We know D.C. Get our free newsletter to stay in the know.

in which the author discusses five books he’d read, if time permitted.

1. Fire Season: Field Notes from a Wilderness Lookout, by Philip Connors.
Jack Kerouac was a wilderness lookout. So was…well, I can’t think of any other famous wilderness lookouts right now, but doesn’t it seem like a great vocation for a young bookish man of an existential bent who wants to sit high atop a mountain retreat on the hunt for fires with a copy of Herman Hesse’s Demain on his lap whilst stealing melancholic glances at the cold, indifferent moon? I know I wanted to become a wilderness lookout after reading The Dharma Bums. But, then again, I wanted to become a cop after I saw Police Academy 2: Their First Assignment.

2. Otherwise Known as the Human Condition: Selected Essays and Reviews, by Geoff Dyer.
While you’re drinking a margarita in the pool at the MGM Grand showing off your hairless chest while Lady Gaga pumps over an P.A. bigger than some four-bedroom family homes, I’ll be curled up on a chaise longue poolside wearing a black turtleneck sweater in 110-degree Las Vegas heat paging through this book and glaring.

3. Sempre Susan: A Memoir of Susan Sontag, by Sigrid Nunez.
A memoir from Susan Sontag’s son’s former girlfriend, now a novelist and New York Times contributor. If I took on a similar project and wrote memoirs about my former high school girlfriends’ mothers, we’d all know a lot more about a certain Mrs. Rosenfeld who lived on Union Ave. in Elkins Park, Pa.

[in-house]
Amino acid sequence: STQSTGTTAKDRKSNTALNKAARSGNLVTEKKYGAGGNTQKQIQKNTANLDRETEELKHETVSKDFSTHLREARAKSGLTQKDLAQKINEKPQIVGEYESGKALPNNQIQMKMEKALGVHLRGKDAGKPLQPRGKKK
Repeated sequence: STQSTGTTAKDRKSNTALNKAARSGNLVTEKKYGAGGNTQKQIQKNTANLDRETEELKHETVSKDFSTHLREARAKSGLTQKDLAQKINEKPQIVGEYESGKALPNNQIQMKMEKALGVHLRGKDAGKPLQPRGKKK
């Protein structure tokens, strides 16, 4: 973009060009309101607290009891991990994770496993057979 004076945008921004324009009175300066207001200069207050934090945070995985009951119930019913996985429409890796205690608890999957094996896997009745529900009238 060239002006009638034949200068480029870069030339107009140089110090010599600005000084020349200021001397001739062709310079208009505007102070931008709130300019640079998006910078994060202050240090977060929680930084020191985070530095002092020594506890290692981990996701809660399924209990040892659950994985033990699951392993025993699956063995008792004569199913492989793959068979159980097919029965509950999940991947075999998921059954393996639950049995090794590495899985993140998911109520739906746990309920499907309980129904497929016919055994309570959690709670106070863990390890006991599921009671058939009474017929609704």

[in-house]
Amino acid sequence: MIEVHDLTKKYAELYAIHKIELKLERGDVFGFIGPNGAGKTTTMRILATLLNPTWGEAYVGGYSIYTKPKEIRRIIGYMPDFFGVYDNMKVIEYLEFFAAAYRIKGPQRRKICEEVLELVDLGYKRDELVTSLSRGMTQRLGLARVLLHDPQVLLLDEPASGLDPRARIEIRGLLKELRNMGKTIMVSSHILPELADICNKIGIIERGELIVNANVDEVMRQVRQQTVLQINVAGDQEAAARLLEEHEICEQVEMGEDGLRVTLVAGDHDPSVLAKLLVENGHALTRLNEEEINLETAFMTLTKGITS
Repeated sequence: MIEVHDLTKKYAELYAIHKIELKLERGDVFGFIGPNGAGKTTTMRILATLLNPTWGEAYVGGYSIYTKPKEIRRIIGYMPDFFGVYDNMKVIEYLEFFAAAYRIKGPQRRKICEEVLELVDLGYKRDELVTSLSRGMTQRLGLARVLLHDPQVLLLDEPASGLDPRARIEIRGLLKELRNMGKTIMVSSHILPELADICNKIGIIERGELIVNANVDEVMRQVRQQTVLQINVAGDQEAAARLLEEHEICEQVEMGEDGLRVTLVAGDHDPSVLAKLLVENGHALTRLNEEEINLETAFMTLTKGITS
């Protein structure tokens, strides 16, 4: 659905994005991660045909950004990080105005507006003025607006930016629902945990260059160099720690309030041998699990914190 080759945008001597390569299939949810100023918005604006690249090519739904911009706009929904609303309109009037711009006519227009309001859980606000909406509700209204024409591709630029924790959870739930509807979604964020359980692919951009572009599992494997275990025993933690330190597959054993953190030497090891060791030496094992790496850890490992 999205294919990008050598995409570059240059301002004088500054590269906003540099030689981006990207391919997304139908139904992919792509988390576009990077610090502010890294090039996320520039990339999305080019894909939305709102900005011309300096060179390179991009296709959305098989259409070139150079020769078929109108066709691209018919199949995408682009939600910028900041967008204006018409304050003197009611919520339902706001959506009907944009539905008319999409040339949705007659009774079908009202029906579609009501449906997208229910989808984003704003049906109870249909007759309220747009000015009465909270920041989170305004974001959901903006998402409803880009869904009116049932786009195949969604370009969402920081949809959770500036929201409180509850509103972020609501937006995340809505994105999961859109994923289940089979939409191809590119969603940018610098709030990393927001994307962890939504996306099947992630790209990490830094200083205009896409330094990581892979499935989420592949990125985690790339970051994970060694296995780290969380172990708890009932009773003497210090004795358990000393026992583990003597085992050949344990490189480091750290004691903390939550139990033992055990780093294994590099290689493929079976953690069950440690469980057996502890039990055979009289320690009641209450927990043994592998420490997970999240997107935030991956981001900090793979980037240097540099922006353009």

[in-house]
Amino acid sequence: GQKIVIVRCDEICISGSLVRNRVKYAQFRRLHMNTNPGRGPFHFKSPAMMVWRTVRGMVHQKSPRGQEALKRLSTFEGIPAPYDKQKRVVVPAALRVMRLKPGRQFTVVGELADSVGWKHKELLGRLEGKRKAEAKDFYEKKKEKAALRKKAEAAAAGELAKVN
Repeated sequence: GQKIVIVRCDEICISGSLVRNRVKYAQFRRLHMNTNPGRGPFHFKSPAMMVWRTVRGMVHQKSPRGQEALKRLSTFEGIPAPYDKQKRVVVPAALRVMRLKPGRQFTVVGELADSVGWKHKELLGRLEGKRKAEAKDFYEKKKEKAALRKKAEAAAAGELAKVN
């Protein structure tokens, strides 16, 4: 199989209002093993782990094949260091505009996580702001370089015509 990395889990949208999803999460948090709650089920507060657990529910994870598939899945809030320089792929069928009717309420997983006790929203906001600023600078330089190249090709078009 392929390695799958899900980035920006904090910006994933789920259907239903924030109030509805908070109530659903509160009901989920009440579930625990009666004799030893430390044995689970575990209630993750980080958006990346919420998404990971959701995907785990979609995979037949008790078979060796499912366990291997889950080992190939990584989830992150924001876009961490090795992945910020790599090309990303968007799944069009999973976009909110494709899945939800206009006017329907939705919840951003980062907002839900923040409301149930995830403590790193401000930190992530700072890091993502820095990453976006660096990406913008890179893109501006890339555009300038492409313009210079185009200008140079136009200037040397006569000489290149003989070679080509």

4. The Union War, by Gary W. Gallagher.
It’s the 150th anniversary of the Civil War, and even those of us who try to avoid cluttering our brains with Gettysburg/Sumter/Appomattox strategery are being asked to reflect on this ancient conflict’s meaning and legacy, which would be fine if we weren’t also simultaneously fighting three foreign wars of more recent design that don’t involve cannons and bayonets but planes that fly themselves. Maybe if Lincoln had had predator drones, there wouldn’t be dudes with “The South Will Rise Again” bumperstickers on their Ford Festivas listening to Skrewdriver in a Manassas 7-11 parking lot.

5. The FSG Book of Twentieth-Century Latin American Poetry: An Anthology, by Ilan Stavans.
I probably won’t read this from cover to cover, but if I ever need to refer to Octavio Paz’s “San Ildefonso Nocturne” in Spanish or English, there the f$ck it is on page 348.